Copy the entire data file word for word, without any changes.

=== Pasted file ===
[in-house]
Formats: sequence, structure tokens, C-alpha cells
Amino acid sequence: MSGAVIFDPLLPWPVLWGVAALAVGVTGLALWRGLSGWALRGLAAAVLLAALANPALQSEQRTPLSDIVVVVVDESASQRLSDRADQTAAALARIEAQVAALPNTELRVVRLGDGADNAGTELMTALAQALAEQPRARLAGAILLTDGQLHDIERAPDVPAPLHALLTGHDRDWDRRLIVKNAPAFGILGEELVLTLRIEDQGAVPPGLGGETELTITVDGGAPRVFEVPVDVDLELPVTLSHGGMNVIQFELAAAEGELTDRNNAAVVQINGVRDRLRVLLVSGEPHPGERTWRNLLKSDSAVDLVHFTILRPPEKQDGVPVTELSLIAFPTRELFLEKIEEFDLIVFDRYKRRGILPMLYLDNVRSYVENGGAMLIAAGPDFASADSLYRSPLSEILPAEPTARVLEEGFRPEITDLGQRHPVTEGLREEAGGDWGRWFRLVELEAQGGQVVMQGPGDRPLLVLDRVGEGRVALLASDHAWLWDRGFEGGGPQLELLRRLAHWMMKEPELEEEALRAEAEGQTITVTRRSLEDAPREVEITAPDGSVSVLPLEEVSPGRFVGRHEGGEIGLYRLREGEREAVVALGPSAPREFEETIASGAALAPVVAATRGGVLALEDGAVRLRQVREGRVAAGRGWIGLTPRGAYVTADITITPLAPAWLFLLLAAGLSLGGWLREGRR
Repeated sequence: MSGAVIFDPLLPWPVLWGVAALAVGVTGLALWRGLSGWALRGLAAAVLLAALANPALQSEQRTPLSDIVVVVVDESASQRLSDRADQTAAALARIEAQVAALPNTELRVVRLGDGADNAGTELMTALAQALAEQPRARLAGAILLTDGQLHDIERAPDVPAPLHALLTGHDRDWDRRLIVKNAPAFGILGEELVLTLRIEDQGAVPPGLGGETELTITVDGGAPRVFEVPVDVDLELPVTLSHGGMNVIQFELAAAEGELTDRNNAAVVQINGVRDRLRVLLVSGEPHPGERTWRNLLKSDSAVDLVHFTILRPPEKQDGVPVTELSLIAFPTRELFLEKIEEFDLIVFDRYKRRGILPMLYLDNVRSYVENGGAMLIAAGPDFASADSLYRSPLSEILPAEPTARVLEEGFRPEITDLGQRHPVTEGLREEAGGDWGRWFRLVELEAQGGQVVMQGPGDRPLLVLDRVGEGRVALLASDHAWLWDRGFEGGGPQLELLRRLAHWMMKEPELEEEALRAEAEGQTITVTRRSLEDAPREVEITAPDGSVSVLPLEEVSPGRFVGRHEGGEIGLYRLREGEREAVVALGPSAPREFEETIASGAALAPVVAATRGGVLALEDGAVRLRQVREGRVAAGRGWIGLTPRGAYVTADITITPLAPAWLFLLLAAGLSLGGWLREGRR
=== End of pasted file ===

[in-house]
Formats: sequence, structure tokens, C-alpha cells
Amino acid sequence: MSGAVIFDPLLPWPVLWGVAALAVGVTGLALWRGLSGWALRGLAAAVLLAALANPALQSEQRTPLSDIVVVVVDESASQRLSDRADQTAAALARIEAQVAALPNTELRVVRLGDGADNAGTELMTALAQALAEQPRARLAGAILLTDGQLHDIERAPDVPAPLHALLTGHDRDWDRRLIVKNAPAFGILGEELVLTLRIEDQGAVPPGLGGETELTITVDGGAPRVFEVPVDVDLELPVTLSHGGMNVIQFELAAAEGELTDRNNAAVVQINGVRDRLRVLLVSGEPHPGERTWRNLLKSDSAVDLVHFTILRPPEKQDGVPVTELSLIAFPTRELFLEKIEEFDLIVFDRYKRRGILPMLYLDNVRSYVENGGAMLIAAGPDFASADSLYRSPLSEILPAEPTARVLEEGFRPEITDLGQRHPVTEGLREEAGGDWGRWFRLVELEAQGGQVVMQGPGDRPLLVLDRVGEGRVALLASDHAWLWDRGFEGGGPQLELLRRLAHWMMKEPELEEEALRAEAEGQTITVTRRSLEDAPREVEITAPDGSVSVLPLEEVSPGRFVGRHEGGEIGLYRLREGEREAVVALGPSAPREFEETIASGAALAPVVAATRGGVLALEDGAVRLRQVREGRVAAGRGWIGLTPRGAYVTADITITPLAPAWLFLLLAAGLSLGGWLREGRR
Repeated sequence: MSGAVIFDPLLPWPVLWGVAALAVGVTGLALWRGLSGWALRGLAAAVLLAALANPALQSEQRTPLSDIVVVVVDESASQRLSDRADQTAAALARIEAQVAALPNTELRVVRLGDGADNAGTELMTALAQALAEQPRARLAGAILLTDGQLHDIERAPDVPAPLHALLTGHDRDWDRRLIVKNAPAFGILGEELVLTLRIEDQGAVPPGLGGETELTITVDGGAPRVFEVPVDVDLELPVTLSHGGMNVIQFELAAAEGELTDRNNAAVVQINGVRDRLRVLLVSGEPHPGERTWRNLLKSDSAVDLVHFTILRPPEKQDGVPVTELSLIAFPTRELFLEKIEEFDLIVFDRYKRRGILPMLYLDNVRSYVENGGAMLIAAGPDFASADSLYRSPLSEILPAEPTARVLEEGFRPEITDLGQRHPVTEGLREEAGGDWGRWFRLVELEAQGGQVVMQGPGDRPLLVLDRVGEGRVALLASDHAWLWDRGFEGGGPQLELLRRLAHWMMKEPELEEEALRAEAEGQTITVTRRSLEDAPREVEITAPDGSVSVLPLEEVSPGRFVGRHEGGEIGLYRLREGEREAVVALGPSAPREFEETIASGAALAPVVAATRGGVLALEDGAVRLRQVREGRVAAGRGWIGLTPRGAYVTADITITPLAPAWLFLLLAAGLSLGGWLREGRR